Formula 1 stakeholders are assessing a token system for teams to decide the car elements they freeze or develop for 2020/21, as part of the latest coronavirus-response crisis talks.
In a lengthy conference call meeting on Monday, team principals were by joined F1 bosses Chase Carey and Ross Brawn, plus FIA president Jean Todt, where the development rules for the coming seasons were among several topics discussed.
But teams are said to have different ideas about which parts of their cars they might want to focus on improving over the delayed 2020 season and next year.
Autosport sources have suggested that during yesterday's phone conference, a token system gained support and it was agreed that a significant percentage of the overall 2020 package will be frozen until the end of 2021, and that teams will have a set number of development tokens to deploy in the specific areas that they want to change.
A similar system was used for power units in the early years of the hybrid era, with each component assigned a certain token value.
Cost cap dominates discussions
F1's cost cap rule - set to come into force in 2021 - also occupied much of the call and the teams are understood to have already informally agreed that it should be reduced from its current level of $175m, apart from the existing exclusions, to $150m.
But as the coronavirus crisis has ramped up in recent weeks, and a completely lost 2020 season has become a real possibility, several teams, notably McLaren, have been pushing for an even stricter cost cap.
The three major teams mainly impacted by the original figure - Mercedes, Ferrari and Red Bull - are said to still have some reservations.
One key issue that was debated during the conference call concerned R&D costs incurred by teams that supply customer or partner squads with components such as gearboxes and suspension parts.
- How F1 is tackling coronavirus crisis
- Teams banned from developing 2022 cars for rest of '20
- F1 factory shutdown period could be extended
- F1 could lose four teams if crisis isn't handled properly
The debate revolved around the possibility of the bigger teams having an extra allowance that would be transferred from a partner team to take account the work that goes into creating shared parts.
For example, if the basic cost cap is 100y then the supplier team would have a cost cap of 100y + 'x' and the supplied team 100y - 'x'.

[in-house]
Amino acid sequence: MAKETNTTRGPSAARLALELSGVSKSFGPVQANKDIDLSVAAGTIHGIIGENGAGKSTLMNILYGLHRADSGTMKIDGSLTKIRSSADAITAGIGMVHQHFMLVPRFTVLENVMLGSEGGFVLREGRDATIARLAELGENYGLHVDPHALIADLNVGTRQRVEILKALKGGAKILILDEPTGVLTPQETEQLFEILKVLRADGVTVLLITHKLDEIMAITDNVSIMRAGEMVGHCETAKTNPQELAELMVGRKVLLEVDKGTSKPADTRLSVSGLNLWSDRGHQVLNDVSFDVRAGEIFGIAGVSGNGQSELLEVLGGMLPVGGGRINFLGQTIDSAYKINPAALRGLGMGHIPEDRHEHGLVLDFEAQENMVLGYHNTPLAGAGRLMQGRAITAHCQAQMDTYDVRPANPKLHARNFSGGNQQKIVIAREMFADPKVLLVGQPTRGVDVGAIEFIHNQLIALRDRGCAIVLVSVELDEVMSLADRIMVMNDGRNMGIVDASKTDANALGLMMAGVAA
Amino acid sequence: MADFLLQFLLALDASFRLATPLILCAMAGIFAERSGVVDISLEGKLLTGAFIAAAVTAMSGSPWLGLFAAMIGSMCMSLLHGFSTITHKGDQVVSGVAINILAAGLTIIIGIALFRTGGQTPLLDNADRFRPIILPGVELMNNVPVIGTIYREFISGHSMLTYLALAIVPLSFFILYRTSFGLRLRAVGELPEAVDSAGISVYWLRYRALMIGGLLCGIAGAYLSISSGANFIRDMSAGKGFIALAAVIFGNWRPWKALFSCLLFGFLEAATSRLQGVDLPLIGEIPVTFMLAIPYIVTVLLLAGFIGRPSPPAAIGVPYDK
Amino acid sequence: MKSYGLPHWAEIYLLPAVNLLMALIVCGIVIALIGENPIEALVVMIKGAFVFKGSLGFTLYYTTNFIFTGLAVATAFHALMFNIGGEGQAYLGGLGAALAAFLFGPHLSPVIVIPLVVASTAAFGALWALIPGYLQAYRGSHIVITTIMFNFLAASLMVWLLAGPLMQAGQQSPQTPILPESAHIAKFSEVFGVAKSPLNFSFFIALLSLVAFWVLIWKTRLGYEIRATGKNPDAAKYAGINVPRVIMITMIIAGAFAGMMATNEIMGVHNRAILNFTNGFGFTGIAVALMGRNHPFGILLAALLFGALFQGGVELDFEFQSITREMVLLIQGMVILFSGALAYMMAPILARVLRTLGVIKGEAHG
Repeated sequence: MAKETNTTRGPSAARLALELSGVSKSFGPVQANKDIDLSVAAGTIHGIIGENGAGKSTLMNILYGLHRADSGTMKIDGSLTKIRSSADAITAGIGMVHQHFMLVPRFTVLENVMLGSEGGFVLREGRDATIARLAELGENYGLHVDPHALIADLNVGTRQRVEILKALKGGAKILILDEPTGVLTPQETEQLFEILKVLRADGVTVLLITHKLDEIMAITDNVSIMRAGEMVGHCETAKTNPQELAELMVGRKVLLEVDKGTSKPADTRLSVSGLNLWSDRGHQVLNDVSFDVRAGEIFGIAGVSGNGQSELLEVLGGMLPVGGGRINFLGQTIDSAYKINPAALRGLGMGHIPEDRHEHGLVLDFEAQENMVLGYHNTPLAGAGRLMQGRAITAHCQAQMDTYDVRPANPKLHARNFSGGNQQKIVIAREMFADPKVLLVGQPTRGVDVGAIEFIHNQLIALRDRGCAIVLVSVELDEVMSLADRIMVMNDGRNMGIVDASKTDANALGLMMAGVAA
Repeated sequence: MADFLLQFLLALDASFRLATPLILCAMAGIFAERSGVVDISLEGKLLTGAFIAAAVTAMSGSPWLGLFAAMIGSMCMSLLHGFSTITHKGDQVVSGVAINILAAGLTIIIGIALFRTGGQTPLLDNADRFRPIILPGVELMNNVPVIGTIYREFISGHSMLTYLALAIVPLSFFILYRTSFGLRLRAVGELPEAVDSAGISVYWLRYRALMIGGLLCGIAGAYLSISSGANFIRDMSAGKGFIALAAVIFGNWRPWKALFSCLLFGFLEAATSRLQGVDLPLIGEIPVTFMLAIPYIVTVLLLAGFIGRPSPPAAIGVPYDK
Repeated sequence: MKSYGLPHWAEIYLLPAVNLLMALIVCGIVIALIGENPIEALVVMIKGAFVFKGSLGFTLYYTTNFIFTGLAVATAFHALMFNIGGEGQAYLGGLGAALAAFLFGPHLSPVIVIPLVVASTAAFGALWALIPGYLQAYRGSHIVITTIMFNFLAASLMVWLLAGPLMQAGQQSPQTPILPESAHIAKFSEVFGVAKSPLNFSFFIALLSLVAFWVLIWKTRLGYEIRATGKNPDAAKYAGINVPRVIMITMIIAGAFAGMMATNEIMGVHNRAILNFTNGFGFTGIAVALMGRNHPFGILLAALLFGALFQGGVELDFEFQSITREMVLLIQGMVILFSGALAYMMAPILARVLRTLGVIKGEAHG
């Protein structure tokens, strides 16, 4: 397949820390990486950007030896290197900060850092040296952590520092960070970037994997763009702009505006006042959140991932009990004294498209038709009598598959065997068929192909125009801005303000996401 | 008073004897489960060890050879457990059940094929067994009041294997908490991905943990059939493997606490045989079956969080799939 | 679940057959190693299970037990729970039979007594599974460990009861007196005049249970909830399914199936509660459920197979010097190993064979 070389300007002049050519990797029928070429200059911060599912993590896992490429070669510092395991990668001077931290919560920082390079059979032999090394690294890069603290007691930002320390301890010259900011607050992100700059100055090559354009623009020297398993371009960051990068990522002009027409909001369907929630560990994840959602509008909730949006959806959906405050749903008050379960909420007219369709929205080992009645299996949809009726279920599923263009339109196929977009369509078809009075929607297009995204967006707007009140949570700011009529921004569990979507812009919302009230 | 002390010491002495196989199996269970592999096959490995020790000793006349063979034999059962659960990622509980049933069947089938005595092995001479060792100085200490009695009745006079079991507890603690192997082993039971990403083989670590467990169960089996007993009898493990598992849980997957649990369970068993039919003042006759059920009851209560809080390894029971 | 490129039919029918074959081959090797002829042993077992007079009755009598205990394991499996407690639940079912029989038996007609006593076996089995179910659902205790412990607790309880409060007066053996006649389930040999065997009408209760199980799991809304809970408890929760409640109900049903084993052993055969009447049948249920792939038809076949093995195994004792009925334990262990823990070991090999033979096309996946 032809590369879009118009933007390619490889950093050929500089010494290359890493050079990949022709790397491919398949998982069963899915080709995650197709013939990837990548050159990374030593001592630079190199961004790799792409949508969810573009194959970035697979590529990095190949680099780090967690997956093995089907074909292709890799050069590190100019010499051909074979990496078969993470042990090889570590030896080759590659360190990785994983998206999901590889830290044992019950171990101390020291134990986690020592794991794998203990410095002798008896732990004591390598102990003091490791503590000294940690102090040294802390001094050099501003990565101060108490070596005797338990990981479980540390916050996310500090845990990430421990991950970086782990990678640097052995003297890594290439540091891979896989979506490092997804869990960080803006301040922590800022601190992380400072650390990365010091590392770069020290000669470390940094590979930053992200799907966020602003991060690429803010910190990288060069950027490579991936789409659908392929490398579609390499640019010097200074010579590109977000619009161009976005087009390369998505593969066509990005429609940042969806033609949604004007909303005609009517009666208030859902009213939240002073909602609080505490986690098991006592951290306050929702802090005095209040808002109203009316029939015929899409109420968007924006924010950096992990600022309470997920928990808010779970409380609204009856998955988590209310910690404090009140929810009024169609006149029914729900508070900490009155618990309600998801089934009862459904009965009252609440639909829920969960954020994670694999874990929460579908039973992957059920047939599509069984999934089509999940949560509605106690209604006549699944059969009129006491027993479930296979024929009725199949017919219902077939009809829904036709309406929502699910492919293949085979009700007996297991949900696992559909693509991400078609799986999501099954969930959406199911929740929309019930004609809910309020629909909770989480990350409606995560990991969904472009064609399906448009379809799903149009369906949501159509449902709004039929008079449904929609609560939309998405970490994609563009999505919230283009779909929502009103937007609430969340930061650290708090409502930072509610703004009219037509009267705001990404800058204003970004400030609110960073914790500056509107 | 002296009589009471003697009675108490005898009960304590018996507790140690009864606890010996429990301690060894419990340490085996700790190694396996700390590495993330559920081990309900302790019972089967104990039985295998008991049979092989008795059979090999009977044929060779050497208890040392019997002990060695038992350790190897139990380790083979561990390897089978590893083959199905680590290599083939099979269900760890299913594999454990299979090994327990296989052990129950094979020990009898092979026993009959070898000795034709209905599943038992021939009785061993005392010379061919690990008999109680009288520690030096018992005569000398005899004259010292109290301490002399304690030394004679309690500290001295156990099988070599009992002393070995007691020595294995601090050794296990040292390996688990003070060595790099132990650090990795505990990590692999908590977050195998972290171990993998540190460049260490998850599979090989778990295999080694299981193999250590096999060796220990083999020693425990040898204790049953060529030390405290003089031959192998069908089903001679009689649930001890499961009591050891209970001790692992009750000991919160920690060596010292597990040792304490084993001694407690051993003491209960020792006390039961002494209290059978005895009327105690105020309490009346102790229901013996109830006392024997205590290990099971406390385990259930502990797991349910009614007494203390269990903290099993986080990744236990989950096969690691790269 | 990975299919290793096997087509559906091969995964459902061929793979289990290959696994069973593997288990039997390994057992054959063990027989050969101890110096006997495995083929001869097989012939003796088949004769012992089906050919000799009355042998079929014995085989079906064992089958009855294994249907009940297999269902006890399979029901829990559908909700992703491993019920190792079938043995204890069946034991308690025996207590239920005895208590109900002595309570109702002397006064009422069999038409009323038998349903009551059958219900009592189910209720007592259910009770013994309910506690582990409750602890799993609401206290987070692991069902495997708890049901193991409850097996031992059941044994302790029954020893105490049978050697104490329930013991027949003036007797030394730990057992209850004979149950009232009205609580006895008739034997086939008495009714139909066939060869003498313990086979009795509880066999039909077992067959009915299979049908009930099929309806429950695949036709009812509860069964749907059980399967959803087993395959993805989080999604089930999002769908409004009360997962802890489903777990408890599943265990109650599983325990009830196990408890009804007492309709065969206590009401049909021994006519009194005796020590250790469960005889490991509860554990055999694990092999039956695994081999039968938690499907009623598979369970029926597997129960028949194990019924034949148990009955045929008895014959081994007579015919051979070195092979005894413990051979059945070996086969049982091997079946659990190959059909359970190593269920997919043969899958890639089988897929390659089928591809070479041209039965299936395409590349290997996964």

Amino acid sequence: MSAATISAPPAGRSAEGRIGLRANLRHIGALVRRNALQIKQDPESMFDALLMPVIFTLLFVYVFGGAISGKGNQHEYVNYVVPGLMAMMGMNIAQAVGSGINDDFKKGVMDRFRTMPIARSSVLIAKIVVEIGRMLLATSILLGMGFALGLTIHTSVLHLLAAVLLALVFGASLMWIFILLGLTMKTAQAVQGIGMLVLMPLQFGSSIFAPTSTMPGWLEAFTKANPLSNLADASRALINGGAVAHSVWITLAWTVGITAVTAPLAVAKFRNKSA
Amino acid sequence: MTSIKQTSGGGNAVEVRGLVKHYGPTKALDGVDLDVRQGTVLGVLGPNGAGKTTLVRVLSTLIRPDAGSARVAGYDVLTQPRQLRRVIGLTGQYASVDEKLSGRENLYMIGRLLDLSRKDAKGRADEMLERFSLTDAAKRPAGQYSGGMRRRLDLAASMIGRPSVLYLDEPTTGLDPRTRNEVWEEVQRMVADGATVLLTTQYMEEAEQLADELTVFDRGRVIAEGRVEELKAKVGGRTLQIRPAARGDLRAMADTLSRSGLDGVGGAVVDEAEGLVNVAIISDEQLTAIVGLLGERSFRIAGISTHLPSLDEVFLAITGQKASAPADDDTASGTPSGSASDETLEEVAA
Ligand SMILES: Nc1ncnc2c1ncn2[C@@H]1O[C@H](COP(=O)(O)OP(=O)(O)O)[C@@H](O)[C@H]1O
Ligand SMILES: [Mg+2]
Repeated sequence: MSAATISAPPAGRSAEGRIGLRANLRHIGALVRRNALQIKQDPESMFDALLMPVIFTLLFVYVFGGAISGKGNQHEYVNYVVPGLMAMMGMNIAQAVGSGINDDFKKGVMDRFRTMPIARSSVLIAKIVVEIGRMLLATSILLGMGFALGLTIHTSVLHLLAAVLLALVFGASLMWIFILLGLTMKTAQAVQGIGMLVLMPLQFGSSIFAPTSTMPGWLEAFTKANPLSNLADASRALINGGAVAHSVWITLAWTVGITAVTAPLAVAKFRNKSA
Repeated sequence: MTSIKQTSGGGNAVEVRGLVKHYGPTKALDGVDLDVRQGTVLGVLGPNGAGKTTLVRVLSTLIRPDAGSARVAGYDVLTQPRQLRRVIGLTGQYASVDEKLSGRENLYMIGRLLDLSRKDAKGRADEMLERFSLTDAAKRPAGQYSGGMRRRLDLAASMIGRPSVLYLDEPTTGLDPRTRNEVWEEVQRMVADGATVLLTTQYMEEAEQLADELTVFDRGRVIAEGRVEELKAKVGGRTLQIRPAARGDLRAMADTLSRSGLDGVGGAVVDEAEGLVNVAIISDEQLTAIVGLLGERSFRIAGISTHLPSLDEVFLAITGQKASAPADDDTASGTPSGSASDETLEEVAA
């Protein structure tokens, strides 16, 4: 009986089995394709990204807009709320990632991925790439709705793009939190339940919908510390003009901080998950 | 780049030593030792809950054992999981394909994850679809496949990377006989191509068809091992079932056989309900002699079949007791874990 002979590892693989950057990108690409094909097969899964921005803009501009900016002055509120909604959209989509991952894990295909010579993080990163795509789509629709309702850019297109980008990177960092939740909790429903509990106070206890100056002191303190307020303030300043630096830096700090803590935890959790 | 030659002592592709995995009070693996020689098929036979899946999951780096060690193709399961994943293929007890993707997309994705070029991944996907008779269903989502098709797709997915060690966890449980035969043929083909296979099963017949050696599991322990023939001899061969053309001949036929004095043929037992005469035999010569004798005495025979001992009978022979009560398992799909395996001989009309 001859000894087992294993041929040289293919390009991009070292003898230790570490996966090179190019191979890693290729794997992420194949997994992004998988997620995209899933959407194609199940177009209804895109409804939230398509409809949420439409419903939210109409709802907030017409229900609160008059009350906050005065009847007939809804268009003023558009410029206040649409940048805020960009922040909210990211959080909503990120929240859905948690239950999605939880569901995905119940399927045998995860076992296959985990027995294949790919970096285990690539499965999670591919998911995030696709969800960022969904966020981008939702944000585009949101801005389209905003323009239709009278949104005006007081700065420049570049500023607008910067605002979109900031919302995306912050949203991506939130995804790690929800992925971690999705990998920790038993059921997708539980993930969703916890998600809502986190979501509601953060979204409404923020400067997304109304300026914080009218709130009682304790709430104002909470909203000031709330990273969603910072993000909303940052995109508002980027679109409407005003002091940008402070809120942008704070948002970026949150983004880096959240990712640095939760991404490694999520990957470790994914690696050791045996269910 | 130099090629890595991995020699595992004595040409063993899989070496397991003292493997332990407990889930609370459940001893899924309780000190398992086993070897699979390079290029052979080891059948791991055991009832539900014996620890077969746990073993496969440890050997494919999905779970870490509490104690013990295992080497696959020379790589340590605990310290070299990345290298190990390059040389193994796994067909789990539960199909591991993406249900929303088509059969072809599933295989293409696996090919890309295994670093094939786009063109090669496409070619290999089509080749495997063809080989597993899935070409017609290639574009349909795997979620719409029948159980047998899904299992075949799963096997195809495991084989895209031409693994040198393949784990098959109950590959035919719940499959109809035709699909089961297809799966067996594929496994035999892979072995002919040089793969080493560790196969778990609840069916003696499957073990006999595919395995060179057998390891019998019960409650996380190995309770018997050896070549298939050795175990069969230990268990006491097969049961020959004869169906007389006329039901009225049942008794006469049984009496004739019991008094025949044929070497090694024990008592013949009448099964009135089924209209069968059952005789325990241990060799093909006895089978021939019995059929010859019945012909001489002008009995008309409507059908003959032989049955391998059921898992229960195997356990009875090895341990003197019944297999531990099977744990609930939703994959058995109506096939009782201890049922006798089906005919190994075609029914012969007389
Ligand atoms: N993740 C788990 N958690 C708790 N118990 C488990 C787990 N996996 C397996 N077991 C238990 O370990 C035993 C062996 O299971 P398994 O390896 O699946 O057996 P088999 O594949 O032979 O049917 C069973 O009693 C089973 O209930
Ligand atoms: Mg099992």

The bigger teams are understood to be of the view that it would not be fair if partner teams do not have to allocate any R&D costs to the relevant components and can spend more in other areas as a result.
This issue has come into sharper focus as the cost cap has shrunk, and every further reduction means money-allocation becomes proportionately more important, and it is particularly relevant to the discussions because the 2021 regulations state that any R&D work conducted for the new '22 rules in the '21 calendar year must be accounted for within the '21 numbers.
When the new rules were slated for '21, R&D work was to have been conducted in '20, with no financial restrictions imposed.
It is understood that the concept of allowing for R&D costs will now be researched further before the next round of talks.
New F1 rules won't be delayed further
It was agreed that the new technical regulations, already postponed from '21 to '22, will not be deferred for a further year.
It is also understood that another cost saving measure that looks set to be adopted for '20/'21 will be tighter FIA aerodynamic testing restrictions (ATR), which are the rules that cover the use of windtunnels and CFD for aerodynamic R&D.
ATR is regarded as a straightforward way of limiting development, but it is understood that the details of any changes remain under discussion.
An extension of the factory shutdown from the current three weeks - the team must shutdown their factories for 21 days in the period running to the end of April - is also likely to be confirmed as the potential start of the '20 season appears to be getting later.